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Mike Q&A Summary 6/11/2020

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Before we get behind on Mike's Q&As, we better start recapping! Here's June 11th. Thanks to PeppePark for all of his help!

 

"I've already delivered the first volume of these jams for distribution to put on streaming services."

 

- "How many jams are you doing on the first volume?" -> "I think I'm doing.... how many am I doing? I'm not going to tell you which ones either. This is part of the artistic decisions that have to be made, this is what makes me happy is choosing the right ones and transitioning them and making a mix from one to the next, making a presentation out of it. You've gotta leave some of it to me. I'm not going to tell you which ones."

- "Will there be a Minutes To Midnight 2 if Linkin Park returns?" -> "In the sense that Minutes To Midnight was like a reinvention, yes, we would have to reinvent things in order for that to work. In terms of the sound of that record, we're probably not trying to do the sound again."


- "What's the criteria for the band to add an outro or an intro to the songs in the setlist? Do you have a story about the Waiting For The End outro?" -> "You know, the critera was just like - it felt like a good idea. Usually it'd be me making them. And the decision to do them would be me or Brad most of the time. Like different eras had different setlists, like projects. So like around Minutes To Midnight and A Thousand Suns we realized that we could really do more with the interludes and the way we transition and stuff because we had more songs. And then after that, it was like "oh we've got a lot of songs, we've got too many songs to put in the set, and so now how do we do that?" So we started mashing them up, shortening them, blending them into each other. We did that on Living Things a lot. It becomes more of the aesthetic of the record too, almost a DJ set of Linkin Park stuff but more live band. Then we backed off that a little bit because we felt like we were shortening too many songs. Or we had done it for a while and we were ready for a break on it. It was back and forth."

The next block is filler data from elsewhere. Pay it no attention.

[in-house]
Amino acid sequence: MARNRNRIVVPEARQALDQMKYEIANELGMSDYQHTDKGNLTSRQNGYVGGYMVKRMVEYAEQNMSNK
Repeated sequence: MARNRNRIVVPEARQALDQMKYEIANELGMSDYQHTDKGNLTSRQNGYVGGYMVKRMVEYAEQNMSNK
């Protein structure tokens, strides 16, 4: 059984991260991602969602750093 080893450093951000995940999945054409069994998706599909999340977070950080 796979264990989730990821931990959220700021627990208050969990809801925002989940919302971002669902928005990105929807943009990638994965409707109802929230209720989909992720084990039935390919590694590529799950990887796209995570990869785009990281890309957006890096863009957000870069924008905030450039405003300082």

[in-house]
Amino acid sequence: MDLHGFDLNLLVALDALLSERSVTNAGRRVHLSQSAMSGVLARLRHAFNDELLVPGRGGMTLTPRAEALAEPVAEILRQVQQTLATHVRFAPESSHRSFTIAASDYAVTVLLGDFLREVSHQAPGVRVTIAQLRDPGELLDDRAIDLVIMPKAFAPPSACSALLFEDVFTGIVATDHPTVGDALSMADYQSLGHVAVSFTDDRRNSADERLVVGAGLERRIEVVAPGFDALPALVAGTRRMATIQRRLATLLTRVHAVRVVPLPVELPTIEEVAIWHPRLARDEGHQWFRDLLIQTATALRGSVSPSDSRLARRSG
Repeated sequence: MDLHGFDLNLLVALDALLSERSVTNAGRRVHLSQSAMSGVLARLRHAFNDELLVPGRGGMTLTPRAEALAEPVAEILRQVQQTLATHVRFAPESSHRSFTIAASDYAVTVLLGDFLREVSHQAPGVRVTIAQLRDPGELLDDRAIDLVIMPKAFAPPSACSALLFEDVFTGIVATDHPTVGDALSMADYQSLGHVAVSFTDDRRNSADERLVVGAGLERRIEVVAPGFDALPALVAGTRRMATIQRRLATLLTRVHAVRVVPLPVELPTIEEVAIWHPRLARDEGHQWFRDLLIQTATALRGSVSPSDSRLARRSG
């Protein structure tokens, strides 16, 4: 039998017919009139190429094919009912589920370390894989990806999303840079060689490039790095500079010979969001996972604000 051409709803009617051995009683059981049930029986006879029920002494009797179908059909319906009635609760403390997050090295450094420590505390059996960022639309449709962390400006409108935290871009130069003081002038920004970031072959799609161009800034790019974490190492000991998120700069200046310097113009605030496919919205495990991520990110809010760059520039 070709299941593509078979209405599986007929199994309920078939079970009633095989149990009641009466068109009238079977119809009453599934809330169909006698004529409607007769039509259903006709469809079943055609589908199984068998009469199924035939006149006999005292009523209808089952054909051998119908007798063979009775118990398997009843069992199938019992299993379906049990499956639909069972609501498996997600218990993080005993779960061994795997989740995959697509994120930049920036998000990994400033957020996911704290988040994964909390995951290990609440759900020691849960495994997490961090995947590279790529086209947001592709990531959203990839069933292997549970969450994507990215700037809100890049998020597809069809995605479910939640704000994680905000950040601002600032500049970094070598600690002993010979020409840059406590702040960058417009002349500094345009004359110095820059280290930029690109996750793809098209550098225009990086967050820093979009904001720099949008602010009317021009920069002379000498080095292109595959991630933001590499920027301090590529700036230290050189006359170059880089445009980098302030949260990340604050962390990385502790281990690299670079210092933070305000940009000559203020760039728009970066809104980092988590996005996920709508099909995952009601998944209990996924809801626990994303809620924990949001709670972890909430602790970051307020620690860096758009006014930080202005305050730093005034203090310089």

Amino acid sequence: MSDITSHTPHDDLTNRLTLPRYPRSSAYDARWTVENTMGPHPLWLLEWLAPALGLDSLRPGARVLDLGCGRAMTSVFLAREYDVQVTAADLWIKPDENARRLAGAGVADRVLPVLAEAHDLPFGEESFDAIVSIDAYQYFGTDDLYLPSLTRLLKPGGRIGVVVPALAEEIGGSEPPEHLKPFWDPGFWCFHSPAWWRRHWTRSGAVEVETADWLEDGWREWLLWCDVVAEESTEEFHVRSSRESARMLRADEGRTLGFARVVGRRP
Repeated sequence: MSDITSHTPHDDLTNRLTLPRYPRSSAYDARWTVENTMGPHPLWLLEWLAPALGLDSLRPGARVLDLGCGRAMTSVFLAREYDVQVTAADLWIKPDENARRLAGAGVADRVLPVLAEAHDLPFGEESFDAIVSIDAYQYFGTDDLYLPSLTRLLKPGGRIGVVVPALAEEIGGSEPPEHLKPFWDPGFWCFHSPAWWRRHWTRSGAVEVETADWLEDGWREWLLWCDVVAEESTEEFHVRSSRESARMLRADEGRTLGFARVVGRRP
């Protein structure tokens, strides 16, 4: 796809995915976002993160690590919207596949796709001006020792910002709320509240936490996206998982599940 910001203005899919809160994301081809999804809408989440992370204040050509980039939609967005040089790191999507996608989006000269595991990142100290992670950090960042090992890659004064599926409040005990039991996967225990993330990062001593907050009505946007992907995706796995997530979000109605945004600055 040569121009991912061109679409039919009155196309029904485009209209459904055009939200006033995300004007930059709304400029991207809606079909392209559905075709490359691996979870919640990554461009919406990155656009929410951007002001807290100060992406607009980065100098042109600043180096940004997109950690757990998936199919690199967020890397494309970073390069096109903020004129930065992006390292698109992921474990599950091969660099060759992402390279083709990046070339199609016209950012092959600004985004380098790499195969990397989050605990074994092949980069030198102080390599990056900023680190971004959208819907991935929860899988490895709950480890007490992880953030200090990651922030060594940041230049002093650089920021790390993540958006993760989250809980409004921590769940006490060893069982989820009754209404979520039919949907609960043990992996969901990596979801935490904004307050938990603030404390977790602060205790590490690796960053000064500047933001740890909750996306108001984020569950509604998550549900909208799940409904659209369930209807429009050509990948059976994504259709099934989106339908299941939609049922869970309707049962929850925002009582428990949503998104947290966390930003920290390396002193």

He always thought that Jimi Hendrix played really well and he would have liked to have worked with him. "There was something so remarkable about the way he played and the way he sang. I got to hear a multitrack recording of him one time and it was so complicated and it was almost like two different people."

- "Please share It's Goin' Down music video making stories." -> "You know, Joe directed it. Joe basically wanted to do a performance video in a really unique environment. It wasn't anything crazy. Brad wasn't available, I played guitar on the song. I wrote and recorded the guitar on the song, so anybody could have played guitar. And we wanted me to be rapping in the video. And Joe reached out to Wayne Static from Static-X about doing it. Part of it was just like bringing in that element of, "oh shit, look at that guy", because his look was so crazy. So that was fun, though. The X-Men were dope, they were so great. All super nice guys and obviously insanely talented with a ton of history behind them. They were like innovators in that space along with like Beat Junkiez.... like dozens of them you can name. That lead into guys like Z-Trip and so many others. But again, I could just go down the rabbit hole forever on that stuff."

- "Have you ever thought about doing a stream where do you do a deep dive into the production of a Linkin Park or Post Traumatic song?" -> "I could do that. Let me think about that one."